The options are limited with Pirates third baseman Pedro Alvarez. For the time being, manager Clint Hurdle prefers more reliable defensive options at third. Alvarez currently cannot play another position, and if he is to learn one, he likely will not do so until after the season. The Pirates cannot send him to the minors without exposing him to other teams via waivers.
That leaves one possibility -- for Alvarez, afflicted with unprecedented throwing issues, to figure it out.
"He'll work through it," said third-base coach Nick Leyva, who also serves as the team's infield coach. "It's one of those things, it's like a slump when you're at the plate. You know sooner or later you're going to start seeing the ball good, you're going to start getting that swing back. It's just a matter of how quick we can get it back."
Alvarez's 24 errors, most of them throwing, lead the major leagues. Leyva described the issue as one of rhythm and timing. When Alvarez collects the ball and funnels it to his stomach, keeping his feet moving and getting them into proper position, the throws are fine. If he rushes, he disrupts his rhythm, resulting in poor mechanics.
In recent weeks, Alvarez has slowed his throwing motion on ground balls when he has time do to so, such as a hard-hit grounder or with a slow-running batter. Leyva said the speed is less important than the timing.
"I think any time a player's struggling with something, it's a mix of mental, physical and fundamental," assistant general manager Kyle Stark said. "I think that's how we approach things with all of our guys and I think it's probably a mix of all those things."
The Pirates enter a game tonight at PNC Park against the Miami Marlins at 59-52 and in a tight competition for the National League Central Division. Alvarez, a notoriously hard worker, arrives early and takes extra ground balls, but as Leyva said: "There's not too much more to do, pregame. He's as fundamentally sound as anybody we have in the infield, technique-wise."
Josh Harrison, whom Hurdle called the club's best defender at third, has spent time at third base and likely will play there more often when Starling Marte returns from the disabled list. Newly signed infielder Jayson Nix also can play third. The Pirates' status as contenders puts Alvarez in a tough spot: How can he earn his way back into the lineup if the team must play others to ensure strong defense?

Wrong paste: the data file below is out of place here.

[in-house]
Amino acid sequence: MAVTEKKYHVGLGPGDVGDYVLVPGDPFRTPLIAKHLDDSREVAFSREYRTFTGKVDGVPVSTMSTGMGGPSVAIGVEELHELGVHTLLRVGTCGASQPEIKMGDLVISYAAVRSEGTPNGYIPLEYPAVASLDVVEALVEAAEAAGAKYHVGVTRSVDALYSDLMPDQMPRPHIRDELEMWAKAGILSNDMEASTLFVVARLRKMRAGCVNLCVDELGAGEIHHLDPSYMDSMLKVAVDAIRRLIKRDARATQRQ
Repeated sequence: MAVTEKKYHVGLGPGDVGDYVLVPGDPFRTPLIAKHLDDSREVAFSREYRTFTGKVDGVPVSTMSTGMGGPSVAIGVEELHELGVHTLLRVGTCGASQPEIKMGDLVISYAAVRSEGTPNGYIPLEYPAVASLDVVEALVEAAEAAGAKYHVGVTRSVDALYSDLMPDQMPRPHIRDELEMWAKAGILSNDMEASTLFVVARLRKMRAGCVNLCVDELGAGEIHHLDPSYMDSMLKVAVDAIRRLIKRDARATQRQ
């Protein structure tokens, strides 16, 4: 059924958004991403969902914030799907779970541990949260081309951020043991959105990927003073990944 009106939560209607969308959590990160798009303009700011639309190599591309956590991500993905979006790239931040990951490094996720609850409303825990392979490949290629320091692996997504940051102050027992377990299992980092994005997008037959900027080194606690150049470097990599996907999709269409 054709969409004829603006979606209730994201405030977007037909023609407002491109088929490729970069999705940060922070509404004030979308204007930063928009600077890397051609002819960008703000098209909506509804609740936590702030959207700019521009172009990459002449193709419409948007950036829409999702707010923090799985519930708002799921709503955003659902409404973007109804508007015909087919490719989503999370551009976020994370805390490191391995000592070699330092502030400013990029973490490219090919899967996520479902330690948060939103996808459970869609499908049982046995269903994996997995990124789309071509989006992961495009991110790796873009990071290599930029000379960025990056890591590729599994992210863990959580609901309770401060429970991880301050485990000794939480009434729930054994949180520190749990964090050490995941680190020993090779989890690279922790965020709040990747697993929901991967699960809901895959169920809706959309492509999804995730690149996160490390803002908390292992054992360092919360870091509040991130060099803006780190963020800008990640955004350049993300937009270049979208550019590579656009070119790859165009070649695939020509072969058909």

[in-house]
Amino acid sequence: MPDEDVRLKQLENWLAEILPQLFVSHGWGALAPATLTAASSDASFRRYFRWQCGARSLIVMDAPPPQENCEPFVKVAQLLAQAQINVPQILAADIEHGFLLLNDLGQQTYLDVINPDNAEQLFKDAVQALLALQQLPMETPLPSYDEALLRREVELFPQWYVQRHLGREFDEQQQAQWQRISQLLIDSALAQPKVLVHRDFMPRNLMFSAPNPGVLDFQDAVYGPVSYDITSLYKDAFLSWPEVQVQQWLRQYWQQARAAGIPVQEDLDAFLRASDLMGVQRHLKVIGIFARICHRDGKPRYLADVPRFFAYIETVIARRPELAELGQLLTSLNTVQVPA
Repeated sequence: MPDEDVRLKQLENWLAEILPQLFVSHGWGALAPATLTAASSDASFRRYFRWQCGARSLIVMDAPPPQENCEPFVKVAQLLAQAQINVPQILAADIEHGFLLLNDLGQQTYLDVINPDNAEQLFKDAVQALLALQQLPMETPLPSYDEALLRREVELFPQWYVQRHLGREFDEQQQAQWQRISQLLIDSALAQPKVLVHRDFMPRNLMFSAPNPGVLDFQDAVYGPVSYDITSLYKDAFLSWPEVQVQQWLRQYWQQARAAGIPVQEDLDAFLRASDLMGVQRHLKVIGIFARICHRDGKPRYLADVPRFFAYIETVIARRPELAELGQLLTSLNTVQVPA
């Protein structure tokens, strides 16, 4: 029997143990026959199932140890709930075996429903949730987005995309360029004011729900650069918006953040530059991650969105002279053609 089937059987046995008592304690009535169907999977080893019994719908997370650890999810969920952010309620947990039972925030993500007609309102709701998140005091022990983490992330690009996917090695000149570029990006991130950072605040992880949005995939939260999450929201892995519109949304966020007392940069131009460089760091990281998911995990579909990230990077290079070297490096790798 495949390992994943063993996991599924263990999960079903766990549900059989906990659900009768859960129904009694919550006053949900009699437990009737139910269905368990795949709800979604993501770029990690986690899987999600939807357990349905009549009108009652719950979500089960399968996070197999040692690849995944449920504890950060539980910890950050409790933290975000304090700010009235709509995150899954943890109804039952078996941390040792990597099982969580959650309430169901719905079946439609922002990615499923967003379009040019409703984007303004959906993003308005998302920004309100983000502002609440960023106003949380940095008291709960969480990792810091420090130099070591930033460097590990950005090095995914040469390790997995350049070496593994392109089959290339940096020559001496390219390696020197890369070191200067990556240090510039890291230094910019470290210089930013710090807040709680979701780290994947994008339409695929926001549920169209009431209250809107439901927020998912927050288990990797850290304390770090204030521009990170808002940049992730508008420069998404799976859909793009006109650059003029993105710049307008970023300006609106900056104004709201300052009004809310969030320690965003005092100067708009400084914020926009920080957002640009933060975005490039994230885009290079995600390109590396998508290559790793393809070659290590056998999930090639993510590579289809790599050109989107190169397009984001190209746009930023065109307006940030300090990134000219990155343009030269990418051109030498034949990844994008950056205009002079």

"I think it's just like with any one of our players. It's, 'can we trust you?' " Stark said. "Can we trust you to make the routine play?
"He's doing everything he can to try to help this club. I think that there's always going to be a little bit of, just like it is with anything, how does the work transition into the game? That's what we're kind of working through right now."
Hurdle and Stark acknowledged that there might come a time when they ask Alvarez to move off the position, with first base the most likely destination in that case, but both said any such move would happen later if at all.
"Our focus right now is the short term and trying to figure out how can he help this club win the game on a nightly basis," Stark said. "I think we'll talk about positional changes at some point if we have to cross that bridge."
Moving Alvarez to first would create a logjam for the roster and offseason arbitration negotiations. The Pirates also have first basemen Ike Davis and Gaby Sanchez, whose salaries of $3.5 million and $2.3 million will increase in the arbitration process this offseason if they are tendered contracts. Alvarez makes $4.5 million and has two more years of arbitration remaining.
Though drawing a correlation between defensive struggles and performance at the plate risks false assumptions, Alvarez has hit .209 with a .284 on-base percentage and two home runs since July 1.
"They're human beings," Stark said. "It's hard to isolate one. All those things run together and influence guys. I think Pedro's doing everything he can to try to isolate those things."